ENG4425 – Reading Joseph Conrad and W. G. Sebald: Text and Context

Schedule, syllabus and examination date

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Course content

This course will explore a selection of narratives written by two of the most original authors of their generations. A key figure in British and European modernism, Joseph Conrad (1857-1924) has over the last couple of decades become a major reference in postcolonial and cultural studies. Frequently described as late modern, the narratives of W. G. Sebald (1944-2001) are widely recognized as significant contributions not only to contemporary British and European literature, but also to other artistic forms such as photography and film, and to variants of non-fiction such as testimony and travel writing.

Exploring the narrative strategies of Conrad and Sebald, the seminar will pay particular attention to problems and artistic features linked to, and forged through, questions of exile, identity, distance, empathy, memory, loss, violence, solidarity, and uses and abuses of power. The seminar starts from the premiss that the aesthetics and ethics of Conrad and Sebald’s narratives are closely linked. The word “ethics” is here closely linked to “values” (in the plural): ethics indicates the values aesthetically presented in Conrad and Sebald’s narratives. These values may be different both in kind and scope, thus often creating tensions or conflicts related to, and expressed through, the varying views, actions and attitudes of the texts’ characters and narrators. In the narratives of Conrad and Sebald, ethics tends to assume the form of questions – questions asked by the author via the different agents of a written narrative, and questions asked by the reader about the written narrative. That such questions can reveal how limited our perspective is, thus potentially improving our understanding of other human beings’ perspectives and values, is demonstrated by the narratives read and discussed in the seminar.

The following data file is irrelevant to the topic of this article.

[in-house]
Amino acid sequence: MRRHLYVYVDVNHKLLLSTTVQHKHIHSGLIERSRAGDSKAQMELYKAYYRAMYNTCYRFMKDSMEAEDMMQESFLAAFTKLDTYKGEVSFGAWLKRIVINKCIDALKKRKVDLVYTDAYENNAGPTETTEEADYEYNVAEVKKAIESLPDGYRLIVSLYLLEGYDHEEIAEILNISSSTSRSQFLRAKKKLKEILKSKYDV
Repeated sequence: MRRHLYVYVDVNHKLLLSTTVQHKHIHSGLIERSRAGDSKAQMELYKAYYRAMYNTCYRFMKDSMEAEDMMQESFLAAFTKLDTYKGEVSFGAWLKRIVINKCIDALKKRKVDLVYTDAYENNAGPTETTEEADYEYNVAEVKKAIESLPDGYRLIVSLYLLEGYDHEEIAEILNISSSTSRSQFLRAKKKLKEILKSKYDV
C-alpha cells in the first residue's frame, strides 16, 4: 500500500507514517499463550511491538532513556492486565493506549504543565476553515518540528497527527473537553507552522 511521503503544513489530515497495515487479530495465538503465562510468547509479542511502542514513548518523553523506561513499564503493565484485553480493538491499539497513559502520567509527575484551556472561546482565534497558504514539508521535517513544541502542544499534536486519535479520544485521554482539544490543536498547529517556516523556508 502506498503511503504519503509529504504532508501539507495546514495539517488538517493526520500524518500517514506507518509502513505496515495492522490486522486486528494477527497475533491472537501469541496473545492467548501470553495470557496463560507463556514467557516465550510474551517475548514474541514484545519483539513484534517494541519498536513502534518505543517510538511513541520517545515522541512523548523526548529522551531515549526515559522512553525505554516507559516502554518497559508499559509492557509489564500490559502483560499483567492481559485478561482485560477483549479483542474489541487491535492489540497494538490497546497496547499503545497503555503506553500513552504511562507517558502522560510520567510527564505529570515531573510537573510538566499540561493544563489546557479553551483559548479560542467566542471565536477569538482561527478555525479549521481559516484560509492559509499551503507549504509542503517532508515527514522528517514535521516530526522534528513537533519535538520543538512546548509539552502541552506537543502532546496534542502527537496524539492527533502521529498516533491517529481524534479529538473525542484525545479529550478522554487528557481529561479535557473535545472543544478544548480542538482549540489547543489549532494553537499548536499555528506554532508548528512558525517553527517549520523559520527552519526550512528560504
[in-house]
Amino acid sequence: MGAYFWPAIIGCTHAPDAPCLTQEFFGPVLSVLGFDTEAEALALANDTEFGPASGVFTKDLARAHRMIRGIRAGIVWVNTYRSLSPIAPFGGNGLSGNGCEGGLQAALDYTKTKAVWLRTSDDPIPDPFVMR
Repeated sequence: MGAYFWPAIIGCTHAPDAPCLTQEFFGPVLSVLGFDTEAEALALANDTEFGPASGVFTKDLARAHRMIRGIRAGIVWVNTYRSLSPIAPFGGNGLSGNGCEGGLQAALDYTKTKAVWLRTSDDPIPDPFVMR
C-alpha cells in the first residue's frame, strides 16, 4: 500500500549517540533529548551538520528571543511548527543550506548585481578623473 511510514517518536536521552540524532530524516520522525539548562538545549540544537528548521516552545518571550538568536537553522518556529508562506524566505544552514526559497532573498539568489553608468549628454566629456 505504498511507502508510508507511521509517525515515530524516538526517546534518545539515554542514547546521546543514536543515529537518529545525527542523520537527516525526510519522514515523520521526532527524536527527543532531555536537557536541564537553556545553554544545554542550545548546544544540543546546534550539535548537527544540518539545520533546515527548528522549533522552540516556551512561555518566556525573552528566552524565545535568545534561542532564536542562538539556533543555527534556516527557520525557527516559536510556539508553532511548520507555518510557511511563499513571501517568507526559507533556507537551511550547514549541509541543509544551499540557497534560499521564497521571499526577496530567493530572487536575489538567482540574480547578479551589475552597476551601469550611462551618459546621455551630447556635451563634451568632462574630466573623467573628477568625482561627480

Learning outcome

After completing this course, you:

  • Have acquired knowledge of the narrative form and thematic concerns of some of the most significant narratives written by Joseph Conrad and W. G. Sebald
  • Understand how important aspects of the two authors’ biographies and writings are linked to each other
  • Can identify and respond to ethical questions asked in, and by, the narratives under consideration
  • Have improved your knowledge of key texts written by two of the most influential and widely discussed British writers of their generations
  • Understand better how narratives can contribute to the production of history and culture


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Seminars, 2 hours per week for 12 weeks. 24 hours in all.

Obligatory activity:

  • A first draft of the term paper turned in by a stated deadline.

The obligatory activity must be approved for you to sit the exam. An approved obligatory assignment is only valid the semester you attend the course.


The form of assessment is a term paper of 12–15 standard pages (a standard page consists of 2,300 characters). References and bibliography comes in addition.

Assessment guidelines

Submit assignments in Inspera

You submit your assignment in the digital examination system Inspera. Read about how to submit your assignment.

Use of sources and citation

You should familiarize yourself with the rules that apply to the use of sources and citations. If you violate the rules, you may be suspected of cheating/attempted cheating.

Explanations and appeals

Resit an examination

Withdrawal from an examination

A term paper or equivalent that is passed may not be resubmitted in revised form.

If you withdraw from the exam after the deadline, this will be counted as an examination attempt.

Special examination arrangements

Application form, deadline and requirements for special examination arrangements.

Facts about this course






Autumn 2019


Autumn 2019

Teaching language